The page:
|Published on: Dec 1, 2002|
|JOHANNESBURG, South Africa (Reuters) - Millions of people around the globe marked World AIDS Day Sunday with marches, prayers and hope amid grim statistics which show the epidemic outpacing all efforts to control it.
In China, officials instructed one million students to launch a new national AIDS awareness campaign while in Britain, health experts warned of a startling spike in new infections, and in South Africa -- the country worst hit by the disease -- activists held a mass funeral for babies.
"We pay tribute to all the children who have passed away in our care," said Jackie Schoeman of the Cotlands Baby Sanctuary, which held a ceremony Sunday in Johannesburg to inter the cremated ashes of some of the littlest victims.
Sunday's World AIDS Day activities highlight how dangerously the disease has spread since it was first detected among homosexual men in the United States in 1981.
Estimates released by the United Nations last week indicate that more than 40 million people worldwide are infected with HIV, the virus which causes AIDS, the vast majority of them in sub-Saharan Africa.
AIDS will have killed 3.1 million people by the end of this year, while five million more will have been infected, UNAIDS said in its report.
Ominously, the virus appears to be both spreading into regions which could transform the epidemic into a truly global disaster and developing resistance to AIDS-fighting drugs, complicating the quest for a vaccine.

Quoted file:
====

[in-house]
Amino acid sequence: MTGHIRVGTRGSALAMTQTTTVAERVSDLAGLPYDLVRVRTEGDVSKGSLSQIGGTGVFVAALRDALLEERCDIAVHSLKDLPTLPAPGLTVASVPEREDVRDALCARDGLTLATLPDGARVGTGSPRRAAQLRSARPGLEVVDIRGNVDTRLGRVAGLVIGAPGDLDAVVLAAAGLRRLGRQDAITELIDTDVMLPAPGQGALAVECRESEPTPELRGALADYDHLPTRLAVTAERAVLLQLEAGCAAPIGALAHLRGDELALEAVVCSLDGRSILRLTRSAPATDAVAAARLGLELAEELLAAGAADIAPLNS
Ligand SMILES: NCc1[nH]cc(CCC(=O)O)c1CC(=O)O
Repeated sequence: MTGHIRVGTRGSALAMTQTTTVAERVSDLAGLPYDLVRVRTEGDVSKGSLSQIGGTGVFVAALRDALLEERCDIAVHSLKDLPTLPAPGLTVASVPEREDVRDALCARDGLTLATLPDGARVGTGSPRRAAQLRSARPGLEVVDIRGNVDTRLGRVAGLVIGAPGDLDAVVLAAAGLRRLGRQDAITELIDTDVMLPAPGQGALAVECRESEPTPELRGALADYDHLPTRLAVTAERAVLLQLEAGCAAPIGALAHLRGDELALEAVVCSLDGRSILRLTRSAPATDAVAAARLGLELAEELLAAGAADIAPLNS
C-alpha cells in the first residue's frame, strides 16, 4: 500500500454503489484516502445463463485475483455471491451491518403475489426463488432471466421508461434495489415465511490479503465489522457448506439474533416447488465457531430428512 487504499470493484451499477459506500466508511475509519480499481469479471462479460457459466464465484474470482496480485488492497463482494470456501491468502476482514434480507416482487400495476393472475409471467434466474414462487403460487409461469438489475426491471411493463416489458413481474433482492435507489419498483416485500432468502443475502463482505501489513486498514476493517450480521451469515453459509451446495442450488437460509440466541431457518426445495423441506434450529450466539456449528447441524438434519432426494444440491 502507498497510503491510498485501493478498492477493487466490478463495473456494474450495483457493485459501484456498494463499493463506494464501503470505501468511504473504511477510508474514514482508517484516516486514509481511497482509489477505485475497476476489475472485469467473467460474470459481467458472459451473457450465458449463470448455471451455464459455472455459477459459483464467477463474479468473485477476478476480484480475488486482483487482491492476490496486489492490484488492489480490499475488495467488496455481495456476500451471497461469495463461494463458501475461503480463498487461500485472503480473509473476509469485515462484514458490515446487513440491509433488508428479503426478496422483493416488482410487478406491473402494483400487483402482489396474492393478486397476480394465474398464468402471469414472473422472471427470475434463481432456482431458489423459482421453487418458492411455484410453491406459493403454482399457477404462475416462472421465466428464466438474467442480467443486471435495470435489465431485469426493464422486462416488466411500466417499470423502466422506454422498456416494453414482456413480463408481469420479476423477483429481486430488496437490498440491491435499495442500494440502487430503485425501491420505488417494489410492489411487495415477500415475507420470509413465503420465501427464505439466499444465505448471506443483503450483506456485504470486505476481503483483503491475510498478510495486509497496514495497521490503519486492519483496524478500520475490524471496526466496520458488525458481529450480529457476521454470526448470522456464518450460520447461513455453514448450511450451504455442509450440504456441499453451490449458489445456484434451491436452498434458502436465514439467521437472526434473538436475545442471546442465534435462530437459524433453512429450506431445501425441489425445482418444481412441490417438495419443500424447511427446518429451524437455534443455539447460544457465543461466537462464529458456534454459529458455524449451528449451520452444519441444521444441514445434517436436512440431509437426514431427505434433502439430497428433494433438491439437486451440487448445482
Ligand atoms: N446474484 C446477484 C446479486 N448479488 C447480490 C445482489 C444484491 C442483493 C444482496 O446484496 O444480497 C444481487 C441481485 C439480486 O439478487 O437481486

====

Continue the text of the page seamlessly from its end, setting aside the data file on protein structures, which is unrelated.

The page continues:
Eastern Europe and Central Asia, with 1.2 million cases, now show the fastest growing epidemics, while officials fear that China and India are AIDS time bombs.
Already an estimated one million Chinese are infected with HIV and the United Nations said the number could reach 10 million people -- equivalent to the entire population of Belgium -- by the end of this decade.
Worldwide, half of those infected are now women, the report says, meaning more babies could become infected through their mothers.
In New York City, where the gay community suffered the first major U.S. outbreak of AIDS more than 20 years ago, a World AIDS Day rally emphasized the disease's spread to every community.
"It's time to stop the denial, the partying and the pretension: AIDS kills gay, lesbian, bisexual, transgender and straight people," said Doneley Meris, who helps run mental health and social services for people living with HIV and AIDS.
And in San Francisco, where the gay community was also largely impacted by the disease, AIDS activists gathered to honor victims of the deadly illness with a ceremony at Golden Gate Park's National AIDS Memorial Grove.
"Anyone who has been touched by HIV or AIDS either through their own infection or through loved ones is invited to find remembrance and renewal through Sunday's commemoration," said Gary Pike, co-chair of the National Aids Memorial Grove.
To see what damage AIDS can do, one has only to look at southern Africa, where almost 30 million people are already infected with the disease.
Food output is falling, due to drought and the fact that agricultural workers are dying. Millions of children have been orphaned by the disease. Cemetery space is running out, average life expectancy is falling and billions of dollars are being chopped from the region's already fragile economies.